From missiles to cancer cells

August 09, 2019
by Sean Ruck, Contributing Editor
Anyone familiar with military technology knows there are many instances of it being adopted outside of martial matters. From Silly Putty to ultrasound to satellite imaging, there’s an established history to back the claim. In terms of the latter on the list, there’s an extra step occurring — it’s not a close translation of satellite imaging to a use like road mapping for example. Instead, it’s adapting satellite image theory and pairing it with operational AI to help with healthcare’s big data challenge. To learn more, HealthCare Business News spoke with Avi Veidman, CEO of Nucleai, an Israeli startup seeking to help pathologists find and battle cancer.

Veidman has a background in engineering and AI. He served 20 years in the Israel Defense Forces’ Technology Unit, ultimately serving as head of AI in the Military Intelligence Corps. When he retired in 2017, he decided to use his knowledge and the networking connections gained when developing systems for the Israeli military to find solutions in healthcare.

The work both for the military and healthcare entailed the development of algorithms and systems. In healthcare, the intended use is in pathology and precision medicine. To understand how the medical applications work, one needs to simply consider what satellites do. “When you’re looking at satellite images, you’re looking for very concealed objects which are tiny,” Veidman explains. “I thought, if you can detect concealed missiles or tanks, why can’t you use technology based on a similar premise to detect cancer?”

Veidman explains that combining various sources of information, including satellite images, provides complete intelligence and insights. That’s the same approach in healthcare, paired with clinical information from genomics and labs. “In that sense, there are patterns quite similar in the application point of view,” he says.

This could be a boon to the healthcare system. In radiology there are various sections not being scanned. In pathology, not every pixel is being investigated, which means useful information may be missed.

Recent studies have indicated that while medical imaging accounts for 90 percent of all healthcare data, less than 3 percent of that information is analyzed or used. That gap between collection and usage is part of what Veidman and his team are trying to address. “Any data that was collected was done so for a reason,” he says. “However, if you have a biopsy where you’re imaging the human body, going over all the pixels is not feasible. You could not take into account all that information and that’s where computers come in. They are good at providing much more thorough coverage of those images. They are very proficient at looking into the areas where something is suspect.”

The algorithm Veidman and his team uses reviews the image in the highest resolution available. In the case of the pathologist, the AI could help to not only detect the areas they might have missed, but make the work more efficient.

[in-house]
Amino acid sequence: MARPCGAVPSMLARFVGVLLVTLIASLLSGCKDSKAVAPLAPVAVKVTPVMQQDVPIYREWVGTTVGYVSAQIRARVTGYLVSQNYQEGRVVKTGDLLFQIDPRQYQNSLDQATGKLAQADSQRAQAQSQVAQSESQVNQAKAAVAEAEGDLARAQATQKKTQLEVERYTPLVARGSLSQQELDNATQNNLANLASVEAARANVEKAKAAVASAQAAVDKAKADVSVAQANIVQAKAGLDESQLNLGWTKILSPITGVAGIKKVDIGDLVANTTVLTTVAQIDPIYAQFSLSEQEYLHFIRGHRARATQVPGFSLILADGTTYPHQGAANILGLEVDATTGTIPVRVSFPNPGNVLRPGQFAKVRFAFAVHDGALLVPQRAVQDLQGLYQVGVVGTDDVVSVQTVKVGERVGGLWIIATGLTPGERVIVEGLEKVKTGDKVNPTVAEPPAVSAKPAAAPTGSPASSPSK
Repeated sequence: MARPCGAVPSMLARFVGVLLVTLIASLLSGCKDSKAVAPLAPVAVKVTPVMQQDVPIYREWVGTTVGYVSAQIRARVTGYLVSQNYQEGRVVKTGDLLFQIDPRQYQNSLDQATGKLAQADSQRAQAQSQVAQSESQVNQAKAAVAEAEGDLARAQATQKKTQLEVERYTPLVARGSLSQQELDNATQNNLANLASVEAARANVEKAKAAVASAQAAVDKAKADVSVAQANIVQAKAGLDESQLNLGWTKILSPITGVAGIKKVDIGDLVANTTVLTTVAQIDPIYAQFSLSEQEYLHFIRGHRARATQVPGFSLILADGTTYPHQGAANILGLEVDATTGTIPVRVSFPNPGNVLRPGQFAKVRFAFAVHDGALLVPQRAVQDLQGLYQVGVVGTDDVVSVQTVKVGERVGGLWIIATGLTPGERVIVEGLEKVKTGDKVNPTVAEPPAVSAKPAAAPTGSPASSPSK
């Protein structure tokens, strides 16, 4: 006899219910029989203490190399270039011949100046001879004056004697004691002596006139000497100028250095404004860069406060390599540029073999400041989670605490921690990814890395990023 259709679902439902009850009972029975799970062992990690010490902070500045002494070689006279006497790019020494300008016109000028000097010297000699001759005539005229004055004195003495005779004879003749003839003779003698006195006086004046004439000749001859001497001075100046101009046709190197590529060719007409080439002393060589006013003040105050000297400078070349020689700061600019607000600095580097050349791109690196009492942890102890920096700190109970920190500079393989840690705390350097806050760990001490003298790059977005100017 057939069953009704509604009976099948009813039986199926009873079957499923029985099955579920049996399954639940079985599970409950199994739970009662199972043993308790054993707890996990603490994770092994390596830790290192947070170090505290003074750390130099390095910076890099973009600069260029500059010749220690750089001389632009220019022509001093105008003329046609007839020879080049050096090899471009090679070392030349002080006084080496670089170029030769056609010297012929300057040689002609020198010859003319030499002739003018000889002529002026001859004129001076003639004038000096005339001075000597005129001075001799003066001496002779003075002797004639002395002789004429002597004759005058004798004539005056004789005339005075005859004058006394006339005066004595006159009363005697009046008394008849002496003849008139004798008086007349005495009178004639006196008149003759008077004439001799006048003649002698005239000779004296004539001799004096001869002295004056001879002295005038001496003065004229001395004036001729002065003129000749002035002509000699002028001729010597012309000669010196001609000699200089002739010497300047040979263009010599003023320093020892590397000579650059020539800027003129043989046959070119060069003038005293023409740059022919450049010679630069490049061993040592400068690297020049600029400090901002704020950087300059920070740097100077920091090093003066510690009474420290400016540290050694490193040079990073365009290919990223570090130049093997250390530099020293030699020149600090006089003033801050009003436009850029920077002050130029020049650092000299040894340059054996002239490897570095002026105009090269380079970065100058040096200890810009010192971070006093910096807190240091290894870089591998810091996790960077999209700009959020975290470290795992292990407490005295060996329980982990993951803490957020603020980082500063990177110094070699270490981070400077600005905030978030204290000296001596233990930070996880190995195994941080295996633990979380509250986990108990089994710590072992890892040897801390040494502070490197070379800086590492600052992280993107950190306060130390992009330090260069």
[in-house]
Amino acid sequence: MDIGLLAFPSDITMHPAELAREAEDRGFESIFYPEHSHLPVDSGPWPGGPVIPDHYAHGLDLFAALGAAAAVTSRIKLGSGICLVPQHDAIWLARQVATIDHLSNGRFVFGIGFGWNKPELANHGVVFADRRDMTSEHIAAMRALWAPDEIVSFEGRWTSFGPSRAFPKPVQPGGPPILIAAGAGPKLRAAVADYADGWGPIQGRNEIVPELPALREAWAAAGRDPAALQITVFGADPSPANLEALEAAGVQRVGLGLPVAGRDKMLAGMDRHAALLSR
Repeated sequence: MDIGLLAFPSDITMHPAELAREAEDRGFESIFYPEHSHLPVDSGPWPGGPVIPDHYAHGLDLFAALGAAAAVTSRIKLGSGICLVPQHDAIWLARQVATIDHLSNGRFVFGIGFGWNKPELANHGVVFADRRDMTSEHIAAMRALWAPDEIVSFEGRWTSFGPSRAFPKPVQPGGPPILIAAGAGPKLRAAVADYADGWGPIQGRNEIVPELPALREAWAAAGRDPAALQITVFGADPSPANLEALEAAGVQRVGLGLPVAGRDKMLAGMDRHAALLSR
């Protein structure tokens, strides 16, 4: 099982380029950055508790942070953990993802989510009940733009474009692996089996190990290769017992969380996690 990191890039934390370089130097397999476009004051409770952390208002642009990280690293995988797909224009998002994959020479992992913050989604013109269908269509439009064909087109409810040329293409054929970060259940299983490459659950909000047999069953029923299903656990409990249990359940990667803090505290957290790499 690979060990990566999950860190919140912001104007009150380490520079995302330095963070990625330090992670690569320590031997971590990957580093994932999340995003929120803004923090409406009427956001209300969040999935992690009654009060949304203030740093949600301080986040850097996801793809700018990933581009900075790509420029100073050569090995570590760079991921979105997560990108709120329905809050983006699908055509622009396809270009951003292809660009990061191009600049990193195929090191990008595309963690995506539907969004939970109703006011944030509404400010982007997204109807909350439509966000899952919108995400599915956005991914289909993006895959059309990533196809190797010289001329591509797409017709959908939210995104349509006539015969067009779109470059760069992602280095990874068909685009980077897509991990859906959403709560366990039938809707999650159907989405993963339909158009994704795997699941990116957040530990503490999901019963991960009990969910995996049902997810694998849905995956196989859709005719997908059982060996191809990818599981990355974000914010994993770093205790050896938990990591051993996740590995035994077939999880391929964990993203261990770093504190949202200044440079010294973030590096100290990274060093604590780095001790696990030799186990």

While there is a lot of promise for AI to tackle the data, there is still work to do in order to close the information gap. “I’ll give an example with a scanning algorithm in the case of prostate cancer. When someone detects what might be prostate cancer, another pathologist will review that case,” Veidman says. “In 30 to 40 percent of instances, the cases are benign and no one else is going and reviewing those benign cases. So we have an algorithm that reviews all the cases and helps to determine if there were any discrepancies or a misdiagnosis, and then it raises the flag if necessary to let the pathologist know to review those particular images again.”

The more information fed into AI, the more powerful the tool. Veidman acknowledges this, and that was why he worked to develop partnerships with the biggest hospitals in Israel. Those relationships provide a pool of 20 million slides to access — critical for developing the algorithms that deliver the accuracy and specificity needed.

Veidman says there are pathologists reviewing those slides and marking them — benign, malignant, etc. — in order to train the AI. For those in the field doing imaging of patients, the technology largely runs in the background, with little impact on their work.

While he’s optimistic on the convergence of AI, satellite imaging theory and medical imaging, he’s less confident on when we might see a high level of adoption. “It’s a prediction that involves human beings, so it’s probably the hardest. We could take a look at the past to get some examples though. What was the time it took all the systems to get new technology involving IT in the past? Like EHR for example? Maybe it was 10 or 15 years, maybe still ongoing in some places,” he says. “I think it will continue to grow steadily, especially in radiology and ophthalmology and very soon in pathology. It’s going to be a very long journey because of the technology, people reluctant to make the change to something new, and of course, regulations. But, the train is out of the station.”